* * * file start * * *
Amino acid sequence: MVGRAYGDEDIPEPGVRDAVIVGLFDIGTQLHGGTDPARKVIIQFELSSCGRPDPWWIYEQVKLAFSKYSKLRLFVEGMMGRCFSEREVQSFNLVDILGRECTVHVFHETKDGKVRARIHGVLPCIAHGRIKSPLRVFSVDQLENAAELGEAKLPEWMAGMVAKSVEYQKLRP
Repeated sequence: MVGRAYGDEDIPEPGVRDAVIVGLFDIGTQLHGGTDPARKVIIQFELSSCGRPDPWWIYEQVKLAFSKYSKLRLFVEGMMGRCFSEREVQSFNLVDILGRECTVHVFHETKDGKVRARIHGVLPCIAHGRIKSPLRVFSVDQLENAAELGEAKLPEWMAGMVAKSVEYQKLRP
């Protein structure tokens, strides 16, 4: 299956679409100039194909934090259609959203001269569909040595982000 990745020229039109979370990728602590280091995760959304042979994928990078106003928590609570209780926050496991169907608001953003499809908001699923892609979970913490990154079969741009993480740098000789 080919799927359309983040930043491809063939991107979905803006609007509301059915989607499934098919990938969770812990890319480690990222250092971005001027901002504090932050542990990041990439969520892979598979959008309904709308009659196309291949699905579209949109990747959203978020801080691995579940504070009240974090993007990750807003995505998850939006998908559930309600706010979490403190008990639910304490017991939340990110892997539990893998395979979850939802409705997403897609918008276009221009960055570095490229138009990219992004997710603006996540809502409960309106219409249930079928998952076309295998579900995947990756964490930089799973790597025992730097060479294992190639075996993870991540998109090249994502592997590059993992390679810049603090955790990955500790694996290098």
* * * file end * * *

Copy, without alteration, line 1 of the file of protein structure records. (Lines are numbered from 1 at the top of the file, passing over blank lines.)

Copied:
Amino acid sequence: MVGRAYGDEDIPEPGVRDAVIVGLFDIGTQLHGGTDPARKVIIQFELSSCGRPDPWWIYEQVKLAFSKYSKLRLFVEGMMGRCFSEREVQSFNLVDILGRECTVHVFHETKDGKVRARIHGVLPCIAHGRIKSPLRVFSVDQLENAAELGEAKLPEWMAGMVAKSVEYQKLRP